Even non-sports fans have heard Hank Stram's most famous quote as coach of the Kansas City Chiefs in Super Bowl IV:

"Just keep matriculating the ball down the field, boys!"

The Chiefs did, and they crushed the Vikings 23-7.

Stram was the first coach that NFL Films wired for sound in a Super Bowl. When the Chiefs returned to the Super Bowl for the first time in 50 years this past season, many clips of Stram's quips made the rounds again.

NFL Films produced a new segment before Super Bowl LIV to show current coaches reacting to Stram's sideline banter from 1970. It was posted on YouTube in late January, but I just happened to stumble across it. Jon Gruden, John Harbaugh, Doug Pederson and Sean McVay are among those responding to Stram's spirit, intensity and humor with their respect, admiration and laughter.

In one sound bite, Stram is delighted at how confused the Vikings defense was:

"They didn't know where the hell to go. Kassulke was running around there like it was a Chinese fire drill."

At this point, the video cuts to Houston Texans coach Bill O'Brien.

O'Brien laughs.

I cringe.

Now to be fair to O'Brien, we don't know that he was reacting to the Chinese fire drill comment. Perhaps the video was edited in a way that he laughed at something else Stram said, but this transitioning was chosen because it had the best flow from a production aesthetic.

But the message is clear: Hey, wasn't Hank's crack about the Chinese fire drill just hysterical?


The use of Chinese in Chinese fire drill is negative, pejorative and insulting.

Like Chinese home run meaning a ball that barely clears the outfield wall at the shortest distance in the ballpark.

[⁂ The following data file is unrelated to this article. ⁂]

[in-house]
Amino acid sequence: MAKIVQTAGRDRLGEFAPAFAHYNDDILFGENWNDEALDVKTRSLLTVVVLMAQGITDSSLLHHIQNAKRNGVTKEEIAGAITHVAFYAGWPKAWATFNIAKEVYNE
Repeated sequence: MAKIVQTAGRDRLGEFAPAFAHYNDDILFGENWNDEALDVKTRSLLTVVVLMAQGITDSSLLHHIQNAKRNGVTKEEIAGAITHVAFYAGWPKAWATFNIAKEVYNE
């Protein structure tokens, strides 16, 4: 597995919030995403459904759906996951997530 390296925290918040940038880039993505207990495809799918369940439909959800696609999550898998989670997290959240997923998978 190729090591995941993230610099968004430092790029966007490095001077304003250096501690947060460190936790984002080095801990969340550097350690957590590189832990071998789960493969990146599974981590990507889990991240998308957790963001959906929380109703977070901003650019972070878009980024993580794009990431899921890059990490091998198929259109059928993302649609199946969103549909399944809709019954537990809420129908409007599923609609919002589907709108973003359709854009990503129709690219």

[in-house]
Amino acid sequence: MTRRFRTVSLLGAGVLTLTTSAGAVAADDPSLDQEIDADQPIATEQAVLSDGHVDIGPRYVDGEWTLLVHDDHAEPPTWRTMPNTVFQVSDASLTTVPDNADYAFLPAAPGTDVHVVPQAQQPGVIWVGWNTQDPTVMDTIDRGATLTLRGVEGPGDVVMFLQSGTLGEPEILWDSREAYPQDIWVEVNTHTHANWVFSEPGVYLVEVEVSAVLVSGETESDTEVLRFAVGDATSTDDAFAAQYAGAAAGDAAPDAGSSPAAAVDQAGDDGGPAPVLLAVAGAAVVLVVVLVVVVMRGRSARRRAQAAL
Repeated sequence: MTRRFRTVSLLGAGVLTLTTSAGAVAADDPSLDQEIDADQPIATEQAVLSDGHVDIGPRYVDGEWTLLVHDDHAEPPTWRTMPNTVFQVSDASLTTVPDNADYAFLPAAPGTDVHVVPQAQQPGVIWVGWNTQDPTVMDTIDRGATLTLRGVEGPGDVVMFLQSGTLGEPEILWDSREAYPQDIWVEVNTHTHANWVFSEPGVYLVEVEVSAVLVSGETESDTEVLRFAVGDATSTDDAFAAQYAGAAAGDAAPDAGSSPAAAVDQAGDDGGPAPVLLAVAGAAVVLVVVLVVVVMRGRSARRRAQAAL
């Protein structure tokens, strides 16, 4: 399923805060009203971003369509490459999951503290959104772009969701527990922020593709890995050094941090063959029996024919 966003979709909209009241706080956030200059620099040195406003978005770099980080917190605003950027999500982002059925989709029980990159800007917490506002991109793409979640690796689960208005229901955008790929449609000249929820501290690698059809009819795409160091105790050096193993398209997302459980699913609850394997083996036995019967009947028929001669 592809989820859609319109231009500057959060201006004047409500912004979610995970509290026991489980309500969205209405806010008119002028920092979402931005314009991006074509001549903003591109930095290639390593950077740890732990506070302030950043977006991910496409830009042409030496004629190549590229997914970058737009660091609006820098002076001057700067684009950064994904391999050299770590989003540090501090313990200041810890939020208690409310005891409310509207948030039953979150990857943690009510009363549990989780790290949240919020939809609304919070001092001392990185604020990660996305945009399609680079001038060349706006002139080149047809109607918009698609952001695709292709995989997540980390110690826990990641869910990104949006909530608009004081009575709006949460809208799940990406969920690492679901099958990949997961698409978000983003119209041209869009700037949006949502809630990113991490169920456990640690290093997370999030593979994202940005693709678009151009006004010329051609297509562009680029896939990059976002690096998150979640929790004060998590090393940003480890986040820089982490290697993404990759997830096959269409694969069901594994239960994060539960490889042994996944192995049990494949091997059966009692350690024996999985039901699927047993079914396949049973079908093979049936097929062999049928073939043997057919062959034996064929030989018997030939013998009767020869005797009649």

Like Chinese landing meaning an airplane making a bumpy arrival.

Chinese, in these usages, means inferior.

There should be no confusion about that. 

But context is important, and it must be noted that neither Stram's comment nor O'Brien's reaction is based on malice or menace.

Stram, in fact, built his Hall of Fame coaching career as a pioneer in connecting with Black players, as Jeffri Chadiha described in this 2013 ESPN column

Those players -- including future Pro Football Hall of Famers Thomas, Bobby Bell, Buck Buchanan and Willie Lanier -- believed in Stram not only because he saw their potential. It was because he also saw them as people. Stram didn't merely want his black players hanging with one another while the whites did the same. He wanted them all to know each other, to understand what made them different and also what made them similar.

He had the natty suits, the quick smile and the forethought to see the value in wearing a microphone while his team beat Minnesota in Super Bowl IV. The easier tidbit to miss coming out of that game was an examination of the respective team photos taken before that contest. The Chiefs had 23 black players on their roster when their picture was taken. The Vikings had 11.

Given Stram's body of work as a champion of racial equality and the absence of hate in his Chinese fire drill line, the "being a product of his time" explanation -- which is sometimes just a cop-out -- may be reasonable.

An NPR story on the origin of Chinese fire drill noted that the phrase "became popular once again with the military during the Vietnam War." For a perspective on the time frame, in December 1969, a month before Stram and the Chiefs won Super Bowl IV, the U.S. re-instituted the draft for the first time since World War II, because it needed more troops in Vietnam.